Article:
Asian Invasion

Joseph Murphy urj7 at
Thu Jan 18 15:41:28 EST 2001

Markus wrote on 18 Jan:

>  > I think Kehr is a conscientious critic who may well slap his forehead with
>>  dismay when he gets e-mail from Kine-Japan members pointing out his various
>>  sins, but I wouldn't read too much into his "Japan passing." January just
>>  doesn't happen to be our month.
>I think it's more that this, and that's why I brought this up in the first
>place. For example, I've noticed over the last couple years that lists of
>"essential movies," "top ten films of all time" know the
>genre...have started to drop Japanese films and directors and replaced them
>with directors from other Asian countries. I'm not offering these examples
>because I'm kuyashii. Rather, I'm suggesting we're seeing a shift in popular
>and academic canons. This will influence many things, not least of which is
>film and video distribution in the US (that members of this list are getting
>their Japanese films from Hong Kong VCD companies says a lot).

Okay, a shift in popular and academic canons.  Let me see if I can 
follow this.  I think Markus is suggesting that the reformulation of 
Japan's position for a western academic film discourse that used to 
privilege or even fetishize Japanese cinema might be sort of leaking 
back into less specialized and more commercial activities like 
journalism, film distribution, etc., and affecting the reception of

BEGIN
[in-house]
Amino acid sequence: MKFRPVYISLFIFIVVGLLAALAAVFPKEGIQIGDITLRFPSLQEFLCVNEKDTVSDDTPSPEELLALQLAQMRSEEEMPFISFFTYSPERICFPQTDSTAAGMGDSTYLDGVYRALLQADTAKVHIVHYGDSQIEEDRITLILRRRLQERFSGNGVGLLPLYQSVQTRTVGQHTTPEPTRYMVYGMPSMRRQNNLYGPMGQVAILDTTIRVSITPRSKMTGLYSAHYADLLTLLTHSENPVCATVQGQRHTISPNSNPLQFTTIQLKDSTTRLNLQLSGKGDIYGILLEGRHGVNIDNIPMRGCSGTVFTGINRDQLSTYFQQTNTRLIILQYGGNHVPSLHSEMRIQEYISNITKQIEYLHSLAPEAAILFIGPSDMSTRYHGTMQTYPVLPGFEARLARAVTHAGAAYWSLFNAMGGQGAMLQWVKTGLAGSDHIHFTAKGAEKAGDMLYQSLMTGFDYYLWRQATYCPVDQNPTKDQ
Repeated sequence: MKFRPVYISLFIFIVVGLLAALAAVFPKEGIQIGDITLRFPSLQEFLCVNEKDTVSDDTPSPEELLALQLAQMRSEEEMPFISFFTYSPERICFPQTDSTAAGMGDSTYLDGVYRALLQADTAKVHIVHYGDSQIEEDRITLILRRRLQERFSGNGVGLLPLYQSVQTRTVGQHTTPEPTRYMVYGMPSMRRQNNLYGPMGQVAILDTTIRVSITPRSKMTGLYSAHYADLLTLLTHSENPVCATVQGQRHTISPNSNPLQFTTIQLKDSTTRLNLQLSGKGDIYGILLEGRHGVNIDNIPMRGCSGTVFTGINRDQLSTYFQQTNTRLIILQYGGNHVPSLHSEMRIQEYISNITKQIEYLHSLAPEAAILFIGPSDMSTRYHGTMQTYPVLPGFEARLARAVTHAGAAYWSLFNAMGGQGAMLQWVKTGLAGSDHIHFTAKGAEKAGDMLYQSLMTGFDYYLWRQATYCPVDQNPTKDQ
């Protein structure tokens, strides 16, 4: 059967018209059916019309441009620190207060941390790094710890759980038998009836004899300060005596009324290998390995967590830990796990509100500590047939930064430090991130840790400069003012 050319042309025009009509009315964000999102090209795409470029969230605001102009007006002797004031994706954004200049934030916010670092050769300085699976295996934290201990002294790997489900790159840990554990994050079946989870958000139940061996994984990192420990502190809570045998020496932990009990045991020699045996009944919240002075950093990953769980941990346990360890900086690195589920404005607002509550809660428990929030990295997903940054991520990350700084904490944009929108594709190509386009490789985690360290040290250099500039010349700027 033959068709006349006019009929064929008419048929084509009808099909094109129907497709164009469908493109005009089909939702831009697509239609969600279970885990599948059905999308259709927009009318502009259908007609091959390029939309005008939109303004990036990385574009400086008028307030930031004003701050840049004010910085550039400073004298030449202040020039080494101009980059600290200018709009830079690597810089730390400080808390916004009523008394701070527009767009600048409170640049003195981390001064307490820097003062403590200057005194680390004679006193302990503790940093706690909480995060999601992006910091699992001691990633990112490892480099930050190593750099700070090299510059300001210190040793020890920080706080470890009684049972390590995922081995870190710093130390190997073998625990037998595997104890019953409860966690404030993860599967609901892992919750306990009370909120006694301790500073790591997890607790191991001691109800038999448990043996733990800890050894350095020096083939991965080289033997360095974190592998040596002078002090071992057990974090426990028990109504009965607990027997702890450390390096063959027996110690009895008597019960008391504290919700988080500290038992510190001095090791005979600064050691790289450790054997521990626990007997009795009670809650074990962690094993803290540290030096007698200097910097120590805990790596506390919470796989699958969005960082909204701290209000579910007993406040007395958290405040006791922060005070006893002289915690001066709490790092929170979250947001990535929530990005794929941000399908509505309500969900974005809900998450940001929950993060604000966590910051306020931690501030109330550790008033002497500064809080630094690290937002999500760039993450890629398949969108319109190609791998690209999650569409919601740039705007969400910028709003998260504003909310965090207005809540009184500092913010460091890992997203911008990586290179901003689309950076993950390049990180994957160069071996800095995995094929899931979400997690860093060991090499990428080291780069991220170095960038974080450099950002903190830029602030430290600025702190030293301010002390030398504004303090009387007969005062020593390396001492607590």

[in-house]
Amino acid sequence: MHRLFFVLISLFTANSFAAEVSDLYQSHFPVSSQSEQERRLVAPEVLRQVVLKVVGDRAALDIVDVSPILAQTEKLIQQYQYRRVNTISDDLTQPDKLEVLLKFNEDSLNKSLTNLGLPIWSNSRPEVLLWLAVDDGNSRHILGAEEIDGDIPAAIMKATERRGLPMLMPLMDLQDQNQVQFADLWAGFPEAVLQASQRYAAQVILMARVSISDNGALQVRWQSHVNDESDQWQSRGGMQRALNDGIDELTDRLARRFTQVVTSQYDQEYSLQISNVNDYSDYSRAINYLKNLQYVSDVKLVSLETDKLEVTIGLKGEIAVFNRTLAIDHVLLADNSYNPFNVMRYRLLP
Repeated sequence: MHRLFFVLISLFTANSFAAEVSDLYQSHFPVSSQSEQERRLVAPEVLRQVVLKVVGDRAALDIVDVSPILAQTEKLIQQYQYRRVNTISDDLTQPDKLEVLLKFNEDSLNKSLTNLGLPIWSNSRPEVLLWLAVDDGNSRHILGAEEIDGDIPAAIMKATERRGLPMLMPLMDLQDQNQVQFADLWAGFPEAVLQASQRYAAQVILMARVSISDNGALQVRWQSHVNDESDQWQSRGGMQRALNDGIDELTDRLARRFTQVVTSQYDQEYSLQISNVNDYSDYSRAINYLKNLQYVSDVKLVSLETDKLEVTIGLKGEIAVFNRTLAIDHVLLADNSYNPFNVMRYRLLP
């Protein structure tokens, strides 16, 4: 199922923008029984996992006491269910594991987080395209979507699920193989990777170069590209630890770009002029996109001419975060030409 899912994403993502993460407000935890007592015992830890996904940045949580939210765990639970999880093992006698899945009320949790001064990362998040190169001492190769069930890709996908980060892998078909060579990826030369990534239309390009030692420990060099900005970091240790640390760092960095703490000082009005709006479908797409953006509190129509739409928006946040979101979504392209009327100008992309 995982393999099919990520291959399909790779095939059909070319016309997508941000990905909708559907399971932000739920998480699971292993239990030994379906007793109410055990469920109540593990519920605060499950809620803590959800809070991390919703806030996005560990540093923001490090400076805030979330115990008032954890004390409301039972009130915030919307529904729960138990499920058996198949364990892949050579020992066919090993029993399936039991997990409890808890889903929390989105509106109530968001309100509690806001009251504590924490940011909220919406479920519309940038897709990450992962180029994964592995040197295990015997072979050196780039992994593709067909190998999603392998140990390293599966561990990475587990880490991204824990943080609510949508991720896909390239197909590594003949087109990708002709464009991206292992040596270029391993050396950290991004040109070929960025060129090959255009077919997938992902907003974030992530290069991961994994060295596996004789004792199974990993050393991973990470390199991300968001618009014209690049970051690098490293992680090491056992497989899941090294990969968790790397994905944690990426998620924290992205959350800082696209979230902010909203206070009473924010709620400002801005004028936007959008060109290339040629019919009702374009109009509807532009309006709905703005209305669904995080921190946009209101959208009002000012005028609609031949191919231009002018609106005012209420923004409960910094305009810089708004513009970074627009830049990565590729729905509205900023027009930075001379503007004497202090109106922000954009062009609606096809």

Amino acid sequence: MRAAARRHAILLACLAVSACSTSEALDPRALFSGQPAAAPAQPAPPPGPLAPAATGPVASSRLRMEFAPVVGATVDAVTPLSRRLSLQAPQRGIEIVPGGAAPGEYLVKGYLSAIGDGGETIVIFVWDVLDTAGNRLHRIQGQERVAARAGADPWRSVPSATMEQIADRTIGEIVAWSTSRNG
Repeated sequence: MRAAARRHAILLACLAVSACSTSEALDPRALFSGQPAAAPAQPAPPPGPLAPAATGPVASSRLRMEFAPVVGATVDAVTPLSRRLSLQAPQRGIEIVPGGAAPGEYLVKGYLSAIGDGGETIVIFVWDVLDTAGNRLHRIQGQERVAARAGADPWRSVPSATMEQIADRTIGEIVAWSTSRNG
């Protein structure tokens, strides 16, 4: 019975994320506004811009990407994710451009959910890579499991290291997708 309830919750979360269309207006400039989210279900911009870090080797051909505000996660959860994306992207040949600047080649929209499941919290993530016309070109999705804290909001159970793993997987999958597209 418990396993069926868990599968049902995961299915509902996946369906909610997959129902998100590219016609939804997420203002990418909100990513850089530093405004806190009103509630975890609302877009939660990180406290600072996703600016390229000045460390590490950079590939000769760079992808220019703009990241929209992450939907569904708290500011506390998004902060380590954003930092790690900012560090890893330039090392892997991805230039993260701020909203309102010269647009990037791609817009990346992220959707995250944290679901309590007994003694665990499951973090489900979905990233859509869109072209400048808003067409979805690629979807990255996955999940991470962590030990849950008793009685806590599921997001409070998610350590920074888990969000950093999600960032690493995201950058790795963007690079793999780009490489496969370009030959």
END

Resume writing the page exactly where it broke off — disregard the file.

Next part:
new Japanese cinema "on the ground".  That is to say, there's some 
sort of attenuated but congruent movement in academic and popular 
canons.  It makes sense, there's got to be some kind of connection, 
but that would seem to imply either that Japanese film would be sort 
of erased from the academic and popular consciousness in tandem, or, 
that the anomalous position of Japanese film in the 1950's through 
1970's having been rethought, Japanese film is now evaluated as just 
one of many non-western cinemas (cinemae? cinemon?) rather than a 
fetishized representative of "the other".

The trouble is, that doesn't quite fit the puzzle we're considering 
now.  What we see here is the marked success of Japanese film both in 
the festival circuit over the last 5 years, and even mixing it up at 
the multiplex level (I just watched Sabu's 1996 film Dangan Runner at 
the local theater last night, advertised as "a parody of "Run Lola 
Run"!) on the one hand, and the omission of new Japanese film from 
the article on the Asian invasion.  That doesn't fit the model of a 
broad-based shift in tandem of popular and academic canons, and 
requires more specific attention to the logic of the article.

By the way, I agree with Markus, there's nothing really "kuyashii" 
(vexing and worrying) about this, and I don't intend it to be a 
criticism of Kehr.  I thought the article was very nicely done, 
especially in the way it situated 5th and 6th generation Chinese 
cinema, and somehow the omission of Japan "made sense".  Rather than 
wanting to stump for Japanese film, I'm interested in what made it 
seem coherent.
J. Murphy

Joseph Murphy
E-mail: <urj7 at>
TEL: (352) 392-2110/2442. FAX (352) 392-1443
University of Florida, Box 115565, Gainesville, FL 32611, USA
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